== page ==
The band returned to the stage after offering their tourmates the massive Beiber cake, and announced a cover of a New Zealand band called Tall Dwarves - “All My Hollowness To You”. The band played mostly songs from their recently released album Skeptic Goodbye, which is a collection of equal parts punchy and more slow and tender songs, all accompanied by wonderfully sweet-sounding vocals and a wide range of instruments.

The Danish sextet Alcoholic Faith Mission seems to be genuinely happy to be in a band together. Or maybe that's just how the Danish are - either way, the group was gushing with enthusiasm. Katrine opened the set by saying that it's a Danish tradition that whoever's birthday it is gets to make the decisions, and her decision is that everyone from the bar come down to the front of the stage. Well, I guess in this country there is still the self-determination that keeps butts on bar stools: to each his own.

Ask Me This was released on May 1, and Alcoholic Faith Mission was very excited to be playing their new songs which had been produced by Tom McFall, and the beautifully crafted songs came alive on stage. The first song they played, "Alaska", was thunderous and hypnotic. Lead singer Thorben Jensen and Katrine's voices are borderline heavenly, and it was really nice to hear them singing loud and clear, as the album mutes them a little in favor of focusing on the crescendo of instruments.

Having six band members means you have a lot more range and opportunities for great vocal experiments, and this was not lost on the Mission and certainly not by their bassist, Sune. Nearly every corner of the stage was equipped with a microphone - except for Sune's. Was this deliberate, I don't know - but lucky for us, Sune was relegated to visiting each of his bandmates to join them as they sang. Some were amenable to the idea, like Katrine for example. Others were not so taken by the rambunctious Sune's excitement to crowd into their performance bubble, if you will. It was a little too entertaining to watch the various reactions as Sune would jump next to the drum kit with Anders and attempt to sing in his microphone while barely being missed by flailing drum sticks, and then watch him retreat to instead help with crashing the cymbals. Or when Sune would go to the opposite end of the stage and bounce next to Gustav, with a goofy smile and acting like the Danish version of Flea, and Gustav would just shoot him this look that said, "Not again. . ." So much personality out of these guys, I tell you - it was so enjoyable to watch them all interact.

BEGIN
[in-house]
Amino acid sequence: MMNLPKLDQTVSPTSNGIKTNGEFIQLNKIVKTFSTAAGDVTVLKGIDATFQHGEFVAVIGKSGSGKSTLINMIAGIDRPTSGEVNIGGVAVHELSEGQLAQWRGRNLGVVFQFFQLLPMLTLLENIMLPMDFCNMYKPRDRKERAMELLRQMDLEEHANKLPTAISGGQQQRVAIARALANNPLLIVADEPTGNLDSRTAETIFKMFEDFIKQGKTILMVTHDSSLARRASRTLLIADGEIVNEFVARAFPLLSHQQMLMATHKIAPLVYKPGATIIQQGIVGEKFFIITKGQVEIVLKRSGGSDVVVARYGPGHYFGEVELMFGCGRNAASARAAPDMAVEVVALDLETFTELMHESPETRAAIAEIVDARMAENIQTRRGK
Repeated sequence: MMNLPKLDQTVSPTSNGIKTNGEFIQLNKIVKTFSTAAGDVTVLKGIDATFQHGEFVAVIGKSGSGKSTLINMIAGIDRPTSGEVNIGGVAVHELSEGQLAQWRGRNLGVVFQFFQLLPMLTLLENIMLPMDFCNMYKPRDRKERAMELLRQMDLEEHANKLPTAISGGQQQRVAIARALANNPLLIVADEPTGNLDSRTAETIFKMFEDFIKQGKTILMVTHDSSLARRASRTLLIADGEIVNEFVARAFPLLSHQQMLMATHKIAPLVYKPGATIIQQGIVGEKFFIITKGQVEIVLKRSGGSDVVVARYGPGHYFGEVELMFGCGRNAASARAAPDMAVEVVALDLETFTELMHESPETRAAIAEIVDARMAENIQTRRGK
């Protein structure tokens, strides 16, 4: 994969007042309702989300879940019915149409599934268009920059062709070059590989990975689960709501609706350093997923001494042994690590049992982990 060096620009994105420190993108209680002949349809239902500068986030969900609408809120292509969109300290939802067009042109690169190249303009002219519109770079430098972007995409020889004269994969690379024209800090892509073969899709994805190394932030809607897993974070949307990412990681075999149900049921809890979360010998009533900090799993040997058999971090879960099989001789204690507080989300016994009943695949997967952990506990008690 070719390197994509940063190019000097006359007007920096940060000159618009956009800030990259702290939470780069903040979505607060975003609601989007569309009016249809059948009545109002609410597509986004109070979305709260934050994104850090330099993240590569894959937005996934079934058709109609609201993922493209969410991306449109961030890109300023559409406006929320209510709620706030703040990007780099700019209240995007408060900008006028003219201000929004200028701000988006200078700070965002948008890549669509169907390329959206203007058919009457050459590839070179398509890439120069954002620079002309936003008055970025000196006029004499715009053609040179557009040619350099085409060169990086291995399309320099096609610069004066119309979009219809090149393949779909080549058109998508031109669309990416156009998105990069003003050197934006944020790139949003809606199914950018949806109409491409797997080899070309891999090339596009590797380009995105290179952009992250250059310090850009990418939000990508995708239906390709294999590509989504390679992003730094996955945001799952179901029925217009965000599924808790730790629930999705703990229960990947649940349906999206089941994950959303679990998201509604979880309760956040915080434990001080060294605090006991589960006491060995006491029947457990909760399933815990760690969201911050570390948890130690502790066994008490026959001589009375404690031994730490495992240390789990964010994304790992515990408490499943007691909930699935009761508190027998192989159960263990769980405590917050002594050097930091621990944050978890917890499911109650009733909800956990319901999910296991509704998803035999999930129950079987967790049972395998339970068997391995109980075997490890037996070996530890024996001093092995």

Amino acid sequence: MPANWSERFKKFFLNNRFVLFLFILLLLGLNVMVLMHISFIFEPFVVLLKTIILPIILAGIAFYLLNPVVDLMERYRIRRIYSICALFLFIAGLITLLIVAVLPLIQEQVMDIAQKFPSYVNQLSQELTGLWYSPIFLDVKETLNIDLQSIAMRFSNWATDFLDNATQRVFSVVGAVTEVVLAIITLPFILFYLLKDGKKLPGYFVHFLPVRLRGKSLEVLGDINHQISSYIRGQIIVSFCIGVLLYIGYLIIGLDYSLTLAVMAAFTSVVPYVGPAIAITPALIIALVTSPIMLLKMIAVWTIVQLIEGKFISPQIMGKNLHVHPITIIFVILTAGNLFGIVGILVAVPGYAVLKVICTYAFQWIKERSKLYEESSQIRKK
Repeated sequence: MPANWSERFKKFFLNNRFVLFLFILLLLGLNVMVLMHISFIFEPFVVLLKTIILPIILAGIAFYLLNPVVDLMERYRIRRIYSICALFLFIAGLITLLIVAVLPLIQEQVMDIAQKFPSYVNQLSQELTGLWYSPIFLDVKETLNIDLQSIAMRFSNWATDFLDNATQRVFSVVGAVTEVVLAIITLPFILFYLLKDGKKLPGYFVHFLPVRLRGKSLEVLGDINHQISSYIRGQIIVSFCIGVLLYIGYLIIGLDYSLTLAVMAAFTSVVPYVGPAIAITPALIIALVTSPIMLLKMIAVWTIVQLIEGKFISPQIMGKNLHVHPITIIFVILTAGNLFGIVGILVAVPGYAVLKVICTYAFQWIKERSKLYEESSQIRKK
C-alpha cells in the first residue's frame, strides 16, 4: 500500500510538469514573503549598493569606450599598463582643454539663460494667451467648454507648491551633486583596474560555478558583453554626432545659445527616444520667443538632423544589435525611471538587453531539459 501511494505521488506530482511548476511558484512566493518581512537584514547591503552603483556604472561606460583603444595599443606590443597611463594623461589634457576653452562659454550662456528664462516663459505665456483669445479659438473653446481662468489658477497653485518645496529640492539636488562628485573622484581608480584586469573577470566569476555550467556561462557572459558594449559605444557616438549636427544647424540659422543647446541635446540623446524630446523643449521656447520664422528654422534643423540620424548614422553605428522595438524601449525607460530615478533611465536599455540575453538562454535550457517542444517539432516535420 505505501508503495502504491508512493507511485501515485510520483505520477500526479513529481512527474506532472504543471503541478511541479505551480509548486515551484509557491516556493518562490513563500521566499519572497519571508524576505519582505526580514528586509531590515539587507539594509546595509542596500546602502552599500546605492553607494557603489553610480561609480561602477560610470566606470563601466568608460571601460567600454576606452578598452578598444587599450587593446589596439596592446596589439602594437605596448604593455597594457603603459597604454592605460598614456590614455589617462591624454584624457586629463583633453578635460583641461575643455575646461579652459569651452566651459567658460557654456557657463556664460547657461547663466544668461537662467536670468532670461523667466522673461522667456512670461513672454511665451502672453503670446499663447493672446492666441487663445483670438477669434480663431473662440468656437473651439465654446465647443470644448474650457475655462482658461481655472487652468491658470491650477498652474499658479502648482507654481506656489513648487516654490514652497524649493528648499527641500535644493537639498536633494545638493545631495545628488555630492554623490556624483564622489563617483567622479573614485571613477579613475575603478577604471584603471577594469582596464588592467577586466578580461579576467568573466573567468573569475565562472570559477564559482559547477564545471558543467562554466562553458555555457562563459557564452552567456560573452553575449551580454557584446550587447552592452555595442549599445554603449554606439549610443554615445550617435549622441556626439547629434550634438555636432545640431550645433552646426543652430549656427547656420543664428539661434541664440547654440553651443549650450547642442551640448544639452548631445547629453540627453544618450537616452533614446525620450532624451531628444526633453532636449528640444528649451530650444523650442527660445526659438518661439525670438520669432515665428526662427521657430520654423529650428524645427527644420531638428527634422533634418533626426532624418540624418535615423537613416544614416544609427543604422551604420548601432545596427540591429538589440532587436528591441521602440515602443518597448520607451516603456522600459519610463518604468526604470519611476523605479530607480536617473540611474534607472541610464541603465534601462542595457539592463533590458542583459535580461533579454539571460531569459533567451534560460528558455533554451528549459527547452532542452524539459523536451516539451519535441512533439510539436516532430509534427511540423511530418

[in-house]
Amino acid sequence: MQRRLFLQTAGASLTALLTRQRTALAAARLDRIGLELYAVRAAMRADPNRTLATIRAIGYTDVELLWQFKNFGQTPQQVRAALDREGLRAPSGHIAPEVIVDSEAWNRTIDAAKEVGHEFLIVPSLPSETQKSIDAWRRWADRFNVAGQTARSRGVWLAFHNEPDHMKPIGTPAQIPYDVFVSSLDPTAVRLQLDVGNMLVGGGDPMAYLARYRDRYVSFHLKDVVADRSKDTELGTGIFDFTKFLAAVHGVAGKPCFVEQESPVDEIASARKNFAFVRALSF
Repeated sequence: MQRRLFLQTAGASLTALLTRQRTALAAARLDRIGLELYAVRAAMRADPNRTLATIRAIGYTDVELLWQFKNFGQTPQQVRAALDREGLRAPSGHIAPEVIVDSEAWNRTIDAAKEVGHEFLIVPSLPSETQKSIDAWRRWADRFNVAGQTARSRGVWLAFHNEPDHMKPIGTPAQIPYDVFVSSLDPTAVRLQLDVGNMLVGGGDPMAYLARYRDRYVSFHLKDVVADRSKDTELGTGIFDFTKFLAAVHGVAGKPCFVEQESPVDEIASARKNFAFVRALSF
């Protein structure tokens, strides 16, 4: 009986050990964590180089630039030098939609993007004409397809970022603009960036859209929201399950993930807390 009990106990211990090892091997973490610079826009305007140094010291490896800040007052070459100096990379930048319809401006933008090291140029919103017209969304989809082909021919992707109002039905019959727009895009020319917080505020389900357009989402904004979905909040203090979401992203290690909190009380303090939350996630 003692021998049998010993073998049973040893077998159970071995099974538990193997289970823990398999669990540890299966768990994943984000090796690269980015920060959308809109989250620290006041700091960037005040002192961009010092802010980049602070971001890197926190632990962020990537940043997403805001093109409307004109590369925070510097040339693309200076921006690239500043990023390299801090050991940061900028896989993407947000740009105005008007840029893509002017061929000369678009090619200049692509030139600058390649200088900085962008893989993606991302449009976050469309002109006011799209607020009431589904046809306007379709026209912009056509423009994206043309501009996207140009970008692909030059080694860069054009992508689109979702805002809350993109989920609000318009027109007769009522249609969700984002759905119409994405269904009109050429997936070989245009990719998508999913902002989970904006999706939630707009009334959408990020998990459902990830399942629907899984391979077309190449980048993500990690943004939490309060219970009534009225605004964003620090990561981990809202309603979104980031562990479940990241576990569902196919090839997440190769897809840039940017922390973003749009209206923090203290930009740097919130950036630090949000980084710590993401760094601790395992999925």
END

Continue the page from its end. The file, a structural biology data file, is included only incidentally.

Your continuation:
Katrine addressed the crowd and let us know that they were so happy to be in Denver, a sentiment that was supported by the dismal reaction to the drive to Salt Lake City the next day, and Anders' relief to have found an emergency dental appointment to aid in his recently chipped tooth (ouch!). As the band got ready to play "My Eyes to See", Katrine brought out the tiniest, cutest xylophone I have ever seen. It completed the night - I can't wait to see them here again soon.

There were a lot of captivating instruments used in the evening's musical ensemble - be sure to check out our online album from the show to see more from these great bands! Like the Concerted Effort page to stay updated.